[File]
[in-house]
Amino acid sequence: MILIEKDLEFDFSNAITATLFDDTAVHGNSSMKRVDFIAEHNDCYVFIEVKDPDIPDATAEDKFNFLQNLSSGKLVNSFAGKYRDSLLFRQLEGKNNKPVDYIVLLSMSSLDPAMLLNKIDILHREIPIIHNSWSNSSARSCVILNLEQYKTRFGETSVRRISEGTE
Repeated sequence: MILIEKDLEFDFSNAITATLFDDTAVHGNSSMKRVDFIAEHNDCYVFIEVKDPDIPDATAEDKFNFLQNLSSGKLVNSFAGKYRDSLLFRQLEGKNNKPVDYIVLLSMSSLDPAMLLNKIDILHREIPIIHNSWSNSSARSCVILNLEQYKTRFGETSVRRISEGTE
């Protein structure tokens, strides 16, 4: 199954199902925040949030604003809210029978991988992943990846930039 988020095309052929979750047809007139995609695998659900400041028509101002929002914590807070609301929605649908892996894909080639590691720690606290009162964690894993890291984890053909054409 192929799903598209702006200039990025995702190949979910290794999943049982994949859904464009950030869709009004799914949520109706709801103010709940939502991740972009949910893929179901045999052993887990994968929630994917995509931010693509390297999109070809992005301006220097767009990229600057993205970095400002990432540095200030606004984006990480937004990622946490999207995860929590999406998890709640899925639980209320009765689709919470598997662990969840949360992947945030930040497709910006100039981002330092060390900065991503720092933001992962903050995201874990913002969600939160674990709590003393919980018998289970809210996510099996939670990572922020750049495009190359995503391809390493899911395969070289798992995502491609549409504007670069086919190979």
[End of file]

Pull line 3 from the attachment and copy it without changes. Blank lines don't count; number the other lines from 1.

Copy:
Repeated sequence: MILIEKDLEFDFSNAITATLFDDTAVHGNSSMKRVDFIAEHNDCYVFIEVKDPDIPDATAEDKFNFLQNLSSGKLVNSFAGKYRDSLLFRQLEGKNNKPVDYIVLLSMSSLDPAMLLNKIDILHREIPIIHNSWSNSSARSCVILNLEQYKTRFGETSVRRISEGTE